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United with Christ — and thus with God

Everyday God-talk explores God’s work of healing in a broken world

by Paul Seebeck | Presbyterian News Service

The Rev. Jeff Eddings serves communion during a 2019 New Worshiping Communities coaches gathering. (Photo by Shawn Kang)

LOUISVILLE — In the latest episode of Everyday God-talk, the host, the Rev. Dr. Barry Ensign-George, uses one of the key books of the Reformed tradition to explore how God’s work of healing in a broken world takes hold in our life.

The coordinator for the Office of Theology and Worship in the Presbyterian Church (U.S.A.) says this healing, which unites us with Jesus Christ, invites faithful Presbyterians to be agents of God’s healing in the world.

Episode three of the first official season of Everyday God-talk is centered on the third of four titles in John Calvin’s landmark 1536 book “Institutes of the Christian Religion,” on “God who Sustains, Heals and Provides.”

“Calvin turns mystical here,” Ensign-George said. “Like earlier mystics who looked for way to be united with Christ — and thus with God.”

Directed and produced by So Jung Kim, associate for Theology, this first season of Everyday God-talk is focused on environmental justice and the climate crisis.  Each episode features three rooms providing theological reflection (room 1), opportunities to join in God’s work of caring for Creation (room 2), and spiritual guidance for opening one’s heart to God’s healing in the world (room 3).

As Ensign-George reflected theologically on “Our Soul of God who Sustains, Heals and Provides,” he noted that Calvin emphasized the Holy Spirit in healing and transforming us into people who join in God’s work.

“Professor Dr. Christopher Elwood [Louisville Presbyterian Theological Seminary] points out that for Calvin, faith is about things we believe, like God is at work in the world to bring healing and wholeness, and how that belief shapes us,” he said.

The Rev. Dr. Barry Ensign-George

For Ensign-George, this changes how we see humanity in the world. We are not surprised when we encounter human brokenness in ourselves or in others. Rather, we see brokenness as what God is using to make us whole, drawing us to join that work.

In “Our Body for God who Sustains, Heals and Provides,” the Rev. Rebecca Barnes, coordinator of the Presbyterian Hunger Program, discussed attending a Presbytery of Yukon meeting in 2019 in Palmer, Alaska, on climate change. Barnes was struck by how Native and Indigenous communities in Alaska and around the world are feeling some of the first and more dire impacts of climate change.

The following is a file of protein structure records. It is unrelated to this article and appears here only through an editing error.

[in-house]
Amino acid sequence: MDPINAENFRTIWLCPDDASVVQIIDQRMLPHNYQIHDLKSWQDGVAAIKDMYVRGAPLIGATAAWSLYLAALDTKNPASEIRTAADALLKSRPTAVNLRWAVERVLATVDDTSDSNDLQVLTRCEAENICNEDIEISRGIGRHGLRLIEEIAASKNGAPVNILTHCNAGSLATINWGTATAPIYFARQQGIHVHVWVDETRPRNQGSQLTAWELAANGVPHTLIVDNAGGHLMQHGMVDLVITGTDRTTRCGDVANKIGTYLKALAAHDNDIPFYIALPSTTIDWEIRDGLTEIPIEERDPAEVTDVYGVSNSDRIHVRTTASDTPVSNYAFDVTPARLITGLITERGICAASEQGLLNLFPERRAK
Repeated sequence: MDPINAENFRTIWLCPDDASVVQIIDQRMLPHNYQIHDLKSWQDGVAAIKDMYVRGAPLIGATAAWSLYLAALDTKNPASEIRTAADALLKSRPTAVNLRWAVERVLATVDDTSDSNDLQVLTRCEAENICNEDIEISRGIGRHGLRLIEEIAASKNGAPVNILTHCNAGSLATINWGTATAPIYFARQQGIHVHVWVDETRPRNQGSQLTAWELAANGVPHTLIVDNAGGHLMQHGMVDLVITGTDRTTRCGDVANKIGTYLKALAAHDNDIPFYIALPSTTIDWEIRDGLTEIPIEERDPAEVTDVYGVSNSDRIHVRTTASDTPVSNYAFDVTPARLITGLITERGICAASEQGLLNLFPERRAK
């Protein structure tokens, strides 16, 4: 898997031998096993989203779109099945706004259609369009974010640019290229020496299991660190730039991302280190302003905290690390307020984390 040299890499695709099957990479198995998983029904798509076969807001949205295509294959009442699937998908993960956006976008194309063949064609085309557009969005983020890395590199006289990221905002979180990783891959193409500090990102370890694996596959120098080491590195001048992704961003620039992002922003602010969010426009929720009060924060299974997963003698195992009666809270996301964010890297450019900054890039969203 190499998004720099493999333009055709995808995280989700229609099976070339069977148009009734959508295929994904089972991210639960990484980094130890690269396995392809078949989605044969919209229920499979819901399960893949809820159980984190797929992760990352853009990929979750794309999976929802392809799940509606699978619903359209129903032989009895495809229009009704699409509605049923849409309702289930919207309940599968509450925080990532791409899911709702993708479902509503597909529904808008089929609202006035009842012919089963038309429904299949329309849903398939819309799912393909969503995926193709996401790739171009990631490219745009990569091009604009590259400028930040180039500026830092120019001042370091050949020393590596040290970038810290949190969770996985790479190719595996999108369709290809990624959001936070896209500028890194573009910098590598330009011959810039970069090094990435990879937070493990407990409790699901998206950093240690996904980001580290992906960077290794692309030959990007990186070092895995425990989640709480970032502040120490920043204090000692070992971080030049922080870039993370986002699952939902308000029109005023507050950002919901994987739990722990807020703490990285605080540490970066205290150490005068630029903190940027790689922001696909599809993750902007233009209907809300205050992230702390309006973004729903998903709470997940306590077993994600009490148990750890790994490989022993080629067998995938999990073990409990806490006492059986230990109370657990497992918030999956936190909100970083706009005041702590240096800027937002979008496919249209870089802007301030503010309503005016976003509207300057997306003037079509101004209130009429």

The Rev. Rebecca Barnes

Barnes says one of the ways to help heal “this beautiful, beloved planet” is by “accepting the wisdom and leadership of people who are most vulnerable and impacted by climate change.”

She introduces God-talkers to Vi Waghiyi, who is environmental director  and justice program director at Alaska Community Action on Toxics, a Presbyterian Hunger Program grantee partner. Waghiyi is working on a community-based project on St. Lawrence Island, which is home to Yupik Eskimos.

“Alaska is warming three times faster than the U.S. as a whole,” Waghiyi said. “The effects of climate change and the warming of the planet in the Arctic are devastating.”

According to Waghiyi, there are food security issues for her people, who have relied on walruses and seals for generations. These mammals are dependent on sea ice. She said with the glaciers and permafrost melting, elders and children are becoming increasingly hungry because their freezers are empty.

And the Artic has also become like a “hemispheric sink” for persistent organic pollutants that have been sequestered in the ice. As the ice melts, these pollutants are released more quickly.

Vi Waghiyi

“The Artic Ocean has the most microplastic of all oceans on the planet,” she said. “We’re also seeing erosions on our shores. Some of my communities are falling into the ocean. They need immediate assistance. We need allies and supporters for the work we’re doing in Alaska.”

In “Our Heart of God who Sustains, Heals and Provides,”  the Rev. Jeff Eddings, associate for coaching and spiritual formation for 1001 New Worshiping Communities, takes viewers deeper into the The Jesus Prayer, which originated with the early church desert mothers.

The prayer — “Lord Jesus Christ, Son of God, have mercy on me, a sinner” — is widely taught and discussed throughout the Eastern Orthodox Church, Eddings said. The prayer identifies who Jesus is and who we are before God.

“The first part is that the divine is set within Jesus,” he said. “The second and third parts deal with us seeking God’s mercy, grace and love in our lives — and that we have not lived up the fullness of love God offered to us.”

But according to Eddings, the original prayer was even briefer: “Lord Jesus Christ, have mercy on me.” This has him rethinking the prayer’s theology.

“What if we started from a different place?” he said. “What if we think of ourselves first as the beloved. Honestly, that is how God see us. It’s right in the Creation story. God see everything in Creation as good.”

“Doesn’t it change how the prayer feels when we approach God?” he asked. “To realize we are God’s beloved, rather than beating ourselves up about how we’re not good enough, or that we continually fail as sinners?”

Eddings invited those watching to join him in repeating this prayer, again and again: “Lord Jesus Christ, son of God, have mercy on me, your beloved.”

Watch the latest Everyday God-talk videos here.  In October, EGT will reflect on “God who Cares” through the provision of baptism and communion, as well as the community of followers of Jesus Christ, the church, to help us become agents of God’s healing.

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